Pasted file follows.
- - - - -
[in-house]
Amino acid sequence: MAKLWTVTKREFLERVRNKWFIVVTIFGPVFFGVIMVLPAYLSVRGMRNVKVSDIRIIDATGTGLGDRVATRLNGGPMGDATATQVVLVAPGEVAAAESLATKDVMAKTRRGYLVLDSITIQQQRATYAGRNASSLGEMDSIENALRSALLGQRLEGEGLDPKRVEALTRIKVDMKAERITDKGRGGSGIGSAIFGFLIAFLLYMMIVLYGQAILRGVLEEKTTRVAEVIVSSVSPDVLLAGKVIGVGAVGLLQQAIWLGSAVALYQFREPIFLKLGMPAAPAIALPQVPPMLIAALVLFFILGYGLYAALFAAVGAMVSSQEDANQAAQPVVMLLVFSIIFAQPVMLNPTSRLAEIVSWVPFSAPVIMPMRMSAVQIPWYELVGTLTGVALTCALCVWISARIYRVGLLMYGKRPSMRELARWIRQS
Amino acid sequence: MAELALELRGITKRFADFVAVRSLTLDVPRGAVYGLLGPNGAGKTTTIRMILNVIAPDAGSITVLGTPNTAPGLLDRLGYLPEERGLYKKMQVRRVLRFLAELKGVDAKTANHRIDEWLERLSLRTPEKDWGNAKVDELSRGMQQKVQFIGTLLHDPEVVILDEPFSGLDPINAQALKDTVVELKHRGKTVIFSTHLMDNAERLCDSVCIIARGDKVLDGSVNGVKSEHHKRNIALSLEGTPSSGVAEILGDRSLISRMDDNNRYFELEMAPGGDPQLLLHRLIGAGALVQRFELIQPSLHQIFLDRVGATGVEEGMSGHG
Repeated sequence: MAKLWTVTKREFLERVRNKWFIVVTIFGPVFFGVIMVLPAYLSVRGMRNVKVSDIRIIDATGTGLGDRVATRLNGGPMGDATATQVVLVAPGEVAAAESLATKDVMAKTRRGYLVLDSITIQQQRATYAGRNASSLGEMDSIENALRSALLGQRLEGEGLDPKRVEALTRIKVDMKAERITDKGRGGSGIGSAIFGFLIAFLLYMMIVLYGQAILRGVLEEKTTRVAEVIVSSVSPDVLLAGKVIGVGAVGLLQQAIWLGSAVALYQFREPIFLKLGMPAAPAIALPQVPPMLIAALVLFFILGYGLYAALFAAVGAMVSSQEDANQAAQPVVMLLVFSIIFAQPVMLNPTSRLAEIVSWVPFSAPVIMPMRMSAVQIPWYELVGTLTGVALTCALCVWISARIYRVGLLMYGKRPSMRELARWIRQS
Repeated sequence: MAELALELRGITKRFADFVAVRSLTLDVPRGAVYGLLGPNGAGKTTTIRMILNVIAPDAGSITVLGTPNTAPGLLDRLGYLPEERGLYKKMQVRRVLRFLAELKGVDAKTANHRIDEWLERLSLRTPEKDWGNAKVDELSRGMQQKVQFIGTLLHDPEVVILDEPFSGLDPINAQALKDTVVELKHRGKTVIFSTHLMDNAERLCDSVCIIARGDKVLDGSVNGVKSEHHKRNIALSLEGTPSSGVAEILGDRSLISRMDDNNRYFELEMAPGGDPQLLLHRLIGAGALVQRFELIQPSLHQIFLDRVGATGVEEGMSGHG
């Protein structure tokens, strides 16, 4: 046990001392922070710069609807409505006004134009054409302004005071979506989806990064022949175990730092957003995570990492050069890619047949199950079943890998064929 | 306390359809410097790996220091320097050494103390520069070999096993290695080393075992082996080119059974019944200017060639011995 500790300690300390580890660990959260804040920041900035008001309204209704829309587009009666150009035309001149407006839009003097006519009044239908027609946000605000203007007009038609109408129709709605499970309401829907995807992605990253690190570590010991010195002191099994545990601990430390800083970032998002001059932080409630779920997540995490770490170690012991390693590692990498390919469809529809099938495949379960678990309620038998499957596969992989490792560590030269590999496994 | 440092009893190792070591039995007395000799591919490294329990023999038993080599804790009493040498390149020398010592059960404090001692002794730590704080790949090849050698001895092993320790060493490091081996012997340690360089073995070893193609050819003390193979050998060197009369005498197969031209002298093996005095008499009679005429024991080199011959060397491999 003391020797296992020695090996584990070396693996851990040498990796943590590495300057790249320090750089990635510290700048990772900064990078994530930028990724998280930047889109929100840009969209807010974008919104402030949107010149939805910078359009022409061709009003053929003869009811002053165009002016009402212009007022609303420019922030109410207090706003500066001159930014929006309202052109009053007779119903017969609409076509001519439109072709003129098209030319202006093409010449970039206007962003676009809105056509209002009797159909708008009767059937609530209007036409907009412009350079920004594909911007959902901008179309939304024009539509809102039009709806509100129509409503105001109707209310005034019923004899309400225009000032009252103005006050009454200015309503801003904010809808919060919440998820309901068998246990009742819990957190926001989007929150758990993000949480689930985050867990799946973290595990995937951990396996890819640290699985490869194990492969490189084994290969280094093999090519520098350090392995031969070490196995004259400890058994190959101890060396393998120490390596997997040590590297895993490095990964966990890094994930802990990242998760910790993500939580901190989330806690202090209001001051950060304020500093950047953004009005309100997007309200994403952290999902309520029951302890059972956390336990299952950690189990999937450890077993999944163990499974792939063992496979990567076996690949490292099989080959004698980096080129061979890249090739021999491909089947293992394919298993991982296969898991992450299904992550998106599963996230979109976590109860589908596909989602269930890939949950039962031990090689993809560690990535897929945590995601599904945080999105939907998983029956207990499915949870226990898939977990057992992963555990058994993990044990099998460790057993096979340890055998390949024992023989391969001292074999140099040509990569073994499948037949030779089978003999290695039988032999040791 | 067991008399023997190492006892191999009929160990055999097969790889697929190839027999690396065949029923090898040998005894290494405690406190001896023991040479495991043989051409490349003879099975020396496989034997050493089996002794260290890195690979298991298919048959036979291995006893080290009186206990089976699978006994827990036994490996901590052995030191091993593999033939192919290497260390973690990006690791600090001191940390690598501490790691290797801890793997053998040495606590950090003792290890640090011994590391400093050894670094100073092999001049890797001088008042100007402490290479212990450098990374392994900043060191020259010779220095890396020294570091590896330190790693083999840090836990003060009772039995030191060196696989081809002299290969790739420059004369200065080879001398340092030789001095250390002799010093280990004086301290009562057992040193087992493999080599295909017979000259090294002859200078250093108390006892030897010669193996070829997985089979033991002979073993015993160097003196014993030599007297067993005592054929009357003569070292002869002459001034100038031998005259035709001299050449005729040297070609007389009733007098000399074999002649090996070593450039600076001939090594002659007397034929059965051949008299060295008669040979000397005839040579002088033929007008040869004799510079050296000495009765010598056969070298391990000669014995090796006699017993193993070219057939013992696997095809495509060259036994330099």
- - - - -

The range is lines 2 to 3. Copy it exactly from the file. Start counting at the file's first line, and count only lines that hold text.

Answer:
Amino acid sequence: MAKLWTVTKREFLERVRNKWFIVVTIFGPVFFGVIMVLPAYLSVRGMRNVKVSDIRIIDATGTGLGDRVATRLNGGPMGDATATQVVLVAPGEVAAAESLATKDVMAKTRRGYLVLDSITIQQQRATYAGRNASSLGEMDSIENALRSALLGQRLEGEGLDPKRVEALTRIKVDMKAERITDKGRGGSGIGSAIFGFLIAFLLYMMIVLYGQAILRGVLEEKTTRVAEVIVSSVSPDVLLAGKVIGVGAVGLLQQAIWLGSAVALYQFREPIFLKLGMPAAPAIALPQVPPMLIAALVLFFILGYGLYAALFAAVGAMVSSQEDANQAAQPVVMLLVFSIIFAQPVMLNPTSRLAEIVSWVPFSAPVIMPMRMSAVQIPWYELVGTLTGVALTCALCVWISARIYRVGLLMYGKRPSMRELARWIRQS
Amino acid sequence: MAELALELRGITKRFADFVAVRSLTLDVPRGAVYGLLGPNGAGKTTTIRMILNVIAPDAGSITVLGTPNTAPGLLDRLGYLPEERGLYKKMQVRRVLRFLAELKGVDAKTANHRIDEWLERLSLRTPEKDWGNAKVDELSRGMQQKVQFIGTLLHDPEVVILDEPFSGLDPINAQALKDTVVELKHRGKTVIFSTHLMDNAERLCDSVCIIARGDKVLDGSVNGVKSEHHKRNIALSLEGTPSSGVAEILGDRSLISRMDDNNRYFELEMAPGGDPQLLLHRLIGAGALVQRFELIQPSLHQIFLDRVGATGVEEGMSGHG